AKIPRESS.COM - Agriculture is an important sector in the national economies of Caucasus and Central Asian countries, and locusts can cause severe damages.
However, technology developed by FAO allows anti-locust services to view online locust data collected in the field. These data can be used to establish forecasts and aid in decisions on operations to limit harm from locusts on crops and pastures, FAO said.
A refresher course on this technology – an automated system for data collection and a customized Geographic Information System (GIS) – has been organized by the Food and Agriculture Organization of the United Nations (FAO).
The course is part of a programme to improve national and regional locust management in the Caucasus and Central Asia, in a project funded by the Government of Japan and the Japan International Cooperation Agency concerning Afghanistan, Kyrgyzstan and Tajikistan. The ultimate goal of improved locust management is to protect crops and pastures and thus support farmers.
The course takes place in Dushanbe from 24 to 29 September. In total, 21 participants are expected to attend the event, including management and specialists from the Locust Control Expedition of the Ministry of Agriculture of Tajikistan and from the Department of Plant Protection and Quarantine in Afghanistan’s Ministry of Agriculture, Irrigation and Livestock.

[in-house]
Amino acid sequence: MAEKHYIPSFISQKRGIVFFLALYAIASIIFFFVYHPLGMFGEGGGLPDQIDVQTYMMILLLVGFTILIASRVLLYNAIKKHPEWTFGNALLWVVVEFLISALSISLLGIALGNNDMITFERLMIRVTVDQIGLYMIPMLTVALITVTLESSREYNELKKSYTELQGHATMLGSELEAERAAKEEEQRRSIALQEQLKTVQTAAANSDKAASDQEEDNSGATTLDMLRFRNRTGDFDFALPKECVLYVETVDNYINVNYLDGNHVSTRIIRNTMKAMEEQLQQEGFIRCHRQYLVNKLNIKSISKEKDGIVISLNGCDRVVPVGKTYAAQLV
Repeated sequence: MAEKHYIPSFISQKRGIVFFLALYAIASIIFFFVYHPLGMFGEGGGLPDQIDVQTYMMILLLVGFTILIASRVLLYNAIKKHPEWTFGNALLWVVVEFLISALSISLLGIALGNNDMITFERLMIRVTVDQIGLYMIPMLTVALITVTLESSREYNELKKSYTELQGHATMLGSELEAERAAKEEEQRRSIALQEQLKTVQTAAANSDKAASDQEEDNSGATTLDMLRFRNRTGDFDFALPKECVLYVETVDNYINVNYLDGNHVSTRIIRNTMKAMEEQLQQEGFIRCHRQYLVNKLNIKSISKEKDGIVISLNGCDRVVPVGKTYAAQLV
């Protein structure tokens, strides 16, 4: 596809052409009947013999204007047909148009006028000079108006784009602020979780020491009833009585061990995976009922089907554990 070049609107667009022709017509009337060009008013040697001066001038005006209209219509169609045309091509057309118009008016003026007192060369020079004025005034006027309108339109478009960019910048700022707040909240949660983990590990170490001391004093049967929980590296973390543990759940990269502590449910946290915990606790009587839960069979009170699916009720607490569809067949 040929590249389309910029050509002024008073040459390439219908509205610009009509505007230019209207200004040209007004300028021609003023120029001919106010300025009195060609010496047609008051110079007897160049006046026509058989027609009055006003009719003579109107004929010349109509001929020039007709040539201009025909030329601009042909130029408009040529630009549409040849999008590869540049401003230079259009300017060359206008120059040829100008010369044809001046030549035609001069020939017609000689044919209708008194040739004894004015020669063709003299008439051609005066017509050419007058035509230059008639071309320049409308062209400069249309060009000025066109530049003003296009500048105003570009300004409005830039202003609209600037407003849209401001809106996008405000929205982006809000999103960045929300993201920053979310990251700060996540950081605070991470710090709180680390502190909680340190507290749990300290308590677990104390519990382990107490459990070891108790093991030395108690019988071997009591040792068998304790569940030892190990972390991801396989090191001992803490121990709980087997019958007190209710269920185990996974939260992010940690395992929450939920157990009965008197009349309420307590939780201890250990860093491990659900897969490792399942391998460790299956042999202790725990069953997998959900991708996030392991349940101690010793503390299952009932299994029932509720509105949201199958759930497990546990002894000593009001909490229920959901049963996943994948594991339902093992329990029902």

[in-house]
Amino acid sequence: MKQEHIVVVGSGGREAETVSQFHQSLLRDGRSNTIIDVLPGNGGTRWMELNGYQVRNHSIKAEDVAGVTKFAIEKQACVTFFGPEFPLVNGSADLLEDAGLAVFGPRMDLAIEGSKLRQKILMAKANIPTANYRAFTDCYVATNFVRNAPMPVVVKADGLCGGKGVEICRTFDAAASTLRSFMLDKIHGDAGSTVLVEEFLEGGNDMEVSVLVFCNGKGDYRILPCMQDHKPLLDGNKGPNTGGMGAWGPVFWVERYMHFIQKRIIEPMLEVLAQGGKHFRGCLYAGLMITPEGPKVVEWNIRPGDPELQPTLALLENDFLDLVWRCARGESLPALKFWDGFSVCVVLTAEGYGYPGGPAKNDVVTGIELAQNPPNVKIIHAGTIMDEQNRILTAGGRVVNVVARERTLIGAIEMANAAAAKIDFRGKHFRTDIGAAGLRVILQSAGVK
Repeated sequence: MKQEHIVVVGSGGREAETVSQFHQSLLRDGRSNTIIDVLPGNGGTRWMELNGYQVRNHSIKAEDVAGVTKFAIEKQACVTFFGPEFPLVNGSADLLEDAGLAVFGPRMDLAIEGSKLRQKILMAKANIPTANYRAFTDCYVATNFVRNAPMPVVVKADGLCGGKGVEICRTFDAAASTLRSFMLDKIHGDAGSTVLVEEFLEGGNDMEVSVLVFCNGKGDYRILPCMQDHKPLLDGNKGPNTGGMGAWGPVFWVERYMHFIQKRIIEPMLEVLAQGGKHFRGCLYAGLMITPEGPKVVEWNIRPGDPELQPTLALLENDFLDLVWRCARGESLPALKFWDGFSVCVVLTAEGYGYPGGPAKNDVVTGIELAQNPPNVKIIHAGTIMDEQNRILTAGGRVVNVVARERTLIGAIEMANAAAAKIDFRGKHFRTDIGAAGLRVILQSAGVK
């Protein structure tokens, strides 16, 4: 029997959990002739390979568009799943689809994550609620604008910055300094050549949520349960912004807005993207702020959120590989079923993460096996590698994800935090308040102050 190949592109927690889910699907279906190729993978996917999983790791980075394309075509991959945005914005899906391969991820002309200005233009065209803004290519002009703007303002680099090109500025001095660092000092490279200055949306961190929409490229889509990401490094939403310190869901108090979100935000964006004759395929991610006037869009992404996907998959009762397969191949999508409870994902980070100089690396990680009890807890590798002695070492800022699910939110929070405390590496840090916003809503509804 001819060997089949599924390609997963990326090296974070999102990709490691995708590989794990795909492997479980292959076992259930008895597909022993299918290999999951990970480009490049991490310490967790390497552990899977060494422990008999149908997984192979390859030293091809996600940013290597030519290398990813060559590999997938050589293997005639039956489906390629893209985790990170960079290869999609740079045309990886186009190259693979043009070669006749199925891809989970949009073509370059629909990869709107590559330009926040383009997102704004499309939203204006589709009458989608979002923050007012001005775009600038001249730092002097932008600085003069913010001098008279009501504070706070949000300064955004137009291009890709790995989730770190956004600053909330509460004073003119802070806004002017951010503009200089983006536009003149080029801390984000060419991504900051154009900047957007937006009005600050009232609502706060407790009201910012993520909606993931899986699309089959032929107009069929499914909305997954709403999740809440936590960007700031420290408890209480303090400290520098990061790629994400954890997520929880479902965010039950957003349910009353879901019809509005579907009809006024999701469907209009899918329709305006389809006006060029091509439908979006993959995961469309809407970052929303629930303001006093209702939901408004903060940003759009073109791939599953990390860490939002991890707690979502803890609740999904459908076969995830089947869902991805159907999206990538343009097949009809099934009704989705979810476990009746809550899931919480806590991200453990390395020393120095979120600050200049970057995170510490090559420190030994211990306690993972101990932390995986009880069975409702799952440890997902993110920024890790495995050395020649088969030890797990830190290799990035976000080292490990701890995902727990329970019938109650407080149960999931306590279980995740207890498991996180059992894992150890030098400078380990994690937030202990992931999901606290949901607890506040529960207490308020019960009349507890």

Users of this system can get acquainted with the locust situation not only in their own countries, but also in neighboring ones, including in border areas. This is of crucial importance, considering that locusts are a transboundary problem and that the cornerstone of prevention is the timely exchange of information.
During this refresher course, locust and GIS specialists from Afghanistan and Tajikistan will benefit from theoretical and practical classes on the use of the automated system for data collection. They’ll also learn how to make situation analyses and create locust forecasts, as well as to build maps reflecting the actual distribution of locusts and locust infestations. The event will also allow specialists from the two countries to strengthen their technical network.
The three-year project funded by the Government of Japan and the Japan International Cooperation Agency was started in December 2015. It is part of the FAO multi-funded “Programme to improve national and regional locust management in Caucasus and Central Asia (CCA),” which was launched in 2011 to the benefit of ten countries: Afghanistan, Armenia, Azerbaijan, Georgia, Kazakhstan, Kyrgyzstan, Russian Federation, Tajikistan, Turkmenistan and Uzbekistan.
The programme’s main objective is to contribute to the food security and livelihoods of rural populations in the Caucasus and Central Asia by preventing and limiting the threats posed by locusts and damage to crops and rangelands. The expected outcome is that national and regional locust management will be improved through the development of increased national capacities and regional cooperation.